10. Sally Sunshine

    Sally Sunshine Cattywampus Angel <straightens Halo> Premium Member

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    My Coop
    Looks like they have ya covered!!! Anything else happening??? [​IMG] what breed are you hatching?


    I have an article full of info, links and pictures...... it can keep ya busy reading and watching some videos of hatching and understanding whats really going on!
    here is the link.....https://www.backyardchickens.com/a/hatching-eggs-101

    This is a paste of my notes, an interesting read while your waiting!!!
    HOW THE CHICK EMERGES FROM THE SHELL http://chickscope.beckman.uiuc.edu/resources/egg_to_chick/procedures.html
    The head of the chick develops at the large end of the egg. Between the 15th and 16th days, the chick orients itself so that its head is near the air cell at the large end of the egg. Not long before the chick is ready to attempt to make its way out of the shell its neck acquires a double bend so that its beak is under its right wing and pointed toward the air cell. About the 19th day the chick thrusts its head forward. Its beak quickly breaks through the inner shell membrane, and the chick's lungs begin to function. Complete breathing by the lungs usually does not occur until the 20th day of incubation.
    Using its egg tooth (a tiny, sharp, horny projection on the end of its beak), the chick pecks at the shell thousands of times. Finally, the young bird pips its way through the shell and begins to breathe air directly from the outside. After the chick has made a hole in the shell, it stops pipping for three to eight hours and rests. During this time, it is acclimating its lungs to the outside atmosphere. After the resting stage is completed, the second stage of pipping begins.
    The chick begins to turn slowly inside the egg. As it turns, usually counter-clockwise, the cutting edge of the chick tooth continues to chip away. In two to five hours, the chick has made about three quarters of a turn inside the egg. As the chick progresses in its movement around the shell, it begins pushing on the egg cap (large end). Squirming and struggling, the chick works feverishly for about 40 minutes pushing at the cap. Finally with a vigorous shove, the chick breaks free from the shell, still wet and panting.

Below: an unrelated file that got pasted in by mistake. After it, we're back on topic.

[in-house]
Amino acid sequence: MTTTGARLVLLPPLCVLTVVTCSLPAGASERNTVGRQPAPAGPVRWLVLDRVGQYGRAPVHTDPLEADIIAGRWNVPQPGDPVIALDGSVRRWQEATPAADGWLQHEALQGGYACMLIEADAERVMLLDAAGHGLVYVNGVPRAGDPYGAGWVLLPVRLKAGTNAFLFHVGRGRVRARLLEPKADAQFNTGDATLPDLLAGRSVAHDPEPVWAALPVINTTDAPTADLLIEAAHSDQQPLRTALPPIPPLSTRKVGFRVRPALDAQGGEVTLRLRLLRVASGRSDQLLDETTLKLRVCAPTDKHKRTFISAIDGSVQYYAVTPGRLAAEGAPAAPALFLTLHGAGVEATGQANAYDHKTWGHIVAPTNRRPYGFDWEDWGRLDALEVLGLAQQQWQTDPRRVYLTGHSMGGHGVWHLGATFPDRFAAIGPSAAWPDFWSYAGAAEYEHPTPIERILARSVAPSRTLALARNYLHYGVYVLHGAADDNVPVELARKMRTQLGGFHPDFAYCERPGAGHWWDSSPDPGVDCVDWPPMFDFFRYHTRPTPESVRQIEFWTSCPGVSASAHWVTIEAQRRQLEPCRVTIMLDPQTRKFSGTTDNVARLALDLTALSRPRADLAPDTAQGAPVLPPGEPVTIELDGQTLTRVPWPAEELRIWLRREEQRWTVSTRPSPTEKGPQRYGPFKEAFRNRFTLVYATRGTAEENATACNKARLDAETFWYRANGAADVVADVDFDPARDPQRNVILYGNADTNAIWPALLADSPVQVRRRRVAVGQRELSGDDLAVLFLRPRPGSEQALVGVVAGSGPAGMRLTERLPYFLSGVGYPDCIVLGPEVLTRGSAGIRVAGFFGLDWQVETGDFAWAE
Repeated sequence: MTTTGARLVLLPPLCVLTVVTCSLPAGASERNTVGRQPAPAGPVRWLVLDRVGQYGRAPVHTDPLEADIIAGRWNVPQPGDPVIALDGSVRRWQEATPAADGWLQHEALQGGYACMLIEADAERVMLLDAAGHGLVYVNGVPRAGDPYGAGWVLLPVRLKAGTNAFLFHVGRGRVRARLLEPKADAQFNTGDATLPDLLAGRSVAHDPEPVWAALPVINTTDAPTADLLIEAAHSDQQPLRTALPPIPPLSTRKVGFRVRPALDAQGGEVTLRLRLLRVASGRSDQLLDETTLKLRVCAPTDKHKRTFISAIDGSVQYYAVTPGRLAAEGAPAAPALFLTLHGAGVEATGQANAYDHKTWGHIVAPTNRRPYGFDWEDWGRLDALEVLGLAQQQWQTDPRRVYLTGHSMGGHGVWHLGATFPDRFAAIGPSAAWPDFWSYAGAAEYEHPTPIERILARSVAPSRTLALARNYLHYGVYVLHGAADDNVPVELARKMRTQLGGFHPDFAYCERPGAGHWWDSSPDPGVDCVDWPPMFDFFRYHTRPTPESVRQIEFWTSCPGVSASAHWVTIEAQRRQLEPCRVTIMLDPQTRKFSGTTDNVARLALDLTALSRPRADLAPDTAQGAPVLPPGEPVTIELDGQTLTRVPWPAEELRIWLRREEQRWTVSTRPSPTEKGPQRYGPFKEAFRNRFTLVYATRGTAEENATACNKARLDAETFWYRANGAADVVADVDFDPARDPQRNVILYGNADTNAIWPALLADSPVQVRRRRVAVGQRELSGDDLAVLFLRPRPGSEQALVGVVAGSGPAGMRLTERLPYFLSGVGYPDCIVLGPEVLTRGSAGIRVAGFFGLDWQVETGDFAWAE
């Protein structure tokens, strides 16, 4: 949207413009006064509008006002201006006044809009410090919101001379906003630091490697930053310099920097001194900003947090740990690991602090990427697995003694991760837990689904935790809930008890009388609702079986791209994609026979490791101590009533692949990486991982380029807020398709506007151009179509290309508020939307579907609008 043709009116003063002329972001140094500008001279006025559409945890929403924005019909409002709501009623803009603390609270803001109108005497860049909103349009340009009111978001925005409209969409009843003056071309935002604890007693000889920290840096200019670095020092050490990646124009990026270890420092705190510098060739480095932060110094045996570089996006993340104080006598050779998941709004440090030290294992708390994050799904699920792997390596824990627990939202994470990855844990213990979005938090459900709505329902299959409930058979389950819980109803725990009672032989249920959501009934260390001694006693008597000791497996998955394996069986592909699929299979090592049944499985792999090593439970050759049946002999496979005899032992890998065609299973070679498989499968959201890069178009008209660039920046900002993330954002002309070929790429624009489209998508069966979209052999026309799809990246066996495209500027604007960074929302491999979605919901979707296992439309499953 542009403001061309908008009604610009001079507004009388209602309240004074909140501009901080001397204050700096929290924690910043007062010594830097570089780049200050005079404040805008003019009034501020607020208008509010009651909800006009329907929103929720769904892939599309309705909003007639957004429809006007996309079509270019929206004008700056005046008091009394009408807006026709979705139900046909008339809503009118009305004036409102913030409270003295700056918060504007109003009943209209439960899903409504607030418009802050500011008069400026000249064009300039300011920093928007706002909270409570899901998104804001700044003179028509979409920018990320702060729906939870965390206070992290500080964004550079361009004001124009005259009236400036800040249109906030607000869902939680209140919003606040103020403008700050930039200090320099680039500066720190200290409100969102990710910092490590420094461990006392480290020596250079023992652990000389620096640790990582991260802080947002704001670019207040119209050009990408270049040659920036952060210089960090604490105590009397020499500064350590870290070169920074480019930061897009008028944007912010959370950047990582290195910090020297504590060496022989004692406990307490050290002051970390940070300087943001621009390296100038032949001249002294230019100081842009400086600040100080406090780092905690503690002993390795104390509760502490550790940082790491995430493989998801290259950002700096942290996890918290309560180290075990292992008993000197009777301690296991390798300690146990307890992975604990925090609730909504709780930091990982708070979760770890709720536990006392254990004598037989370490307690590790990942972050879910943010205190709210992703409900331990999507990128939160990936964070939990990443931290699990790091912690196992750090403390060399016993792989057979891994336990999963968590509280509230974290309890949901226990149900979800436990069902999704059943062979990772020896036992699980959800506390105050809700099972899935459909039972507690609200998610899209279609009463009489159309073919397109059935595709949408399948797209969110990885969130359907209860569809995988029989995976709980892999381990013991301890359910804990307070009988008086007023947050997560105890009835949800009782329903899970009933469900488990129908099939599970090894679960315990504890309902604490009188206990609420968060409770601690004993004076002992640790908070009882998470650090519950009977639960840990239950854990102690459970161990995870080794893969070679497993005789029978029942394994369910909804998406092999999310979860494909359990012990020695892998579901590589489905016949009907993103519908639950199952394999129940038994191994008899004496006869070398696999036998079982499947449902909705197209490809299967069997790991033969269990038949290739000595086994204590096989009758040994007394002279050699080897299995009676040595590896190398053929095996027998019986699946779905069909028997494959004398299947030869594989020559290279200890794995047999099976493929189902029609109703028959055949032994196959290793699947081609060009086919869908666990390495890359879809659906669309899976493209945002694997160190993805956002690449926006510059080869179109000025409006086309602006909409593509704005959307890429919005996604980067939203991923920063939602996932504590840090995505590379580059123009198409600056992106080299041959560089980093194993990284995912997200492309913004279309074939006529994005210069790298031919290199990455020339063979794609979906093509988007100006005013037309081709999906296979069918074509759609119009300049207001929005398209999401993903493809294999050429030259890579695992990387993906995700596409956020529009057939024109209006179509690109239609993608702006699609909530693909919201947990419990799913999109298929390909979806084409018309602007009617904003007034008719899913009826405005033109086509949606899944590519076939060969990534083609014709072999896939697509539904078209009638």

When the chick is freed completely from the shell, it lies still. Its energy has been virtually exhausted, and it is extremely tired. After a rest of some few minutes, the chick begins to rise to its feet and gain coordination of its muscles. Within a few days the egg tooth, its usefulness over, will disappear.


    After 21 days of incubation, the chick finally begins its escape from the shell. The chick begins by pushing its beak through the air cell. The allantois, which has served as its lungs, begins to dry up as the chick uses its own lungs. The chick continues to push its head outward. The sharp horny structure on the upper beak (egg tooth) and the muscle on the back of the neck help cut the shell. The chick rests, changes position, and keeps cutting until its head falls free of the opened shell. It then kicks free of the bottom portion of the shell. The chick is exhausted and rests while the navel openings heal and its down dries. Gradually, it regains strength and walks. The incubation and hatching is complete. The horny cap will fall off the beak within days after the chick hatches.http://msucares.com/poultry/reproductions/poultry_chicks_embryo.html
    [​IMG]